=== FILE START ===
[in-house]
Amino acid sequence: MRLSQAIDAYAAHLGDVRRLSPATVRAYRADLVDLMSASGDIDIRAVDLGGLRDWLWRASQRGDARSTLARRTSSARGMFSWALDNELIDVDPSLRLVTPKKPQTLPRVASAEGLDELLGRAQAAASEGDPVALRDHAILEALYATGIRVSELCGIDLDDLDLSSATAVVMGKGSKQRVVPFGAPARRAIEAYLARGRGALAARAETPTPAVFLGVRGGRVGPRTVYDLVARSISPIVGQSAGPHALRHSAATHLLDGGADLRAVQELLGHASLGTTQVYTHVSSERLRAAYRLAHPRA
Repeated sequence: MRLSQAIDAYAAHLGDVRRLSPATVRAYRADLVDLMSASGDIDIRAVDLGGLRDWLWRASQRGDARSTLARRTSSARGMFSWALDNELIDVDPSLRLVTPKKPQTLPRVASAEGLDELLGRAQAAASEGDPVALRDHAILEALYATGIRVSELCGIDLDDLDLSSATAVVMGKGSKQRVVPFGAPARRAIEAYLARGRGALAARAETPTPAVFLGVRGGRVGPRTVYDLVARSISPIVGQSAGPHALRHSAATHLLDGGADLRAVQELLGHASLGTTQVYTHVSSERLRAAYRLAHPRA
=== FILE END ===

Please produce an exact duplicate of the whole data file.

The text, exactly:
[in-house]
Amino acid sequence: MRLSQAIDAYAAHLGDVRRLSPATVRAYRADLVDLMSASGDIDIRAVDLGGLRDWLWRASQRGDARSTLARRTSSARGMFSWALDNELIDVDPSLRLVTPKKPQTLPRVASAEGLDELLGRAQAAASEGDPVALRDHAILEALYATGIRVSELCGIDLDDLDLSSATAVVMGKGSKQRVVPFGAPARRAIEAYLARGRGALAARAETPTPAVFLGVRGGRVGPRTVYDLVARSISPIVGQSAGPHALRHSAATHLLDGGADLRAVQELLGHASLGTTQVYTHVSSERLRAAYRLAHPRA
Repeated sequence: MRLSQAIDAYAAHLGDVRRLSPATVRAYRADLVDLMSASGDIDIRAVDLGGLRDWLWRASQRGDARSTLARRTSSARGMFSWALDNELIDVDPSLRLVTPKKPQTLPRVASAEGLDELLGRAQAAASEGDPVALRDHAILEALYATGIRVSELCGIDLDDLDLSSATAVVMGKGSKQRVVPFGAPARRAIEAYLARGRGALAARAETPTPAVFLGVRGGRVGPRTVYDLVARSISPIVGQSAGPHALRHSAATHLLDGGADLRAVQELLGHASLGTTQVYTHVSSERLRAAYRLAHPRA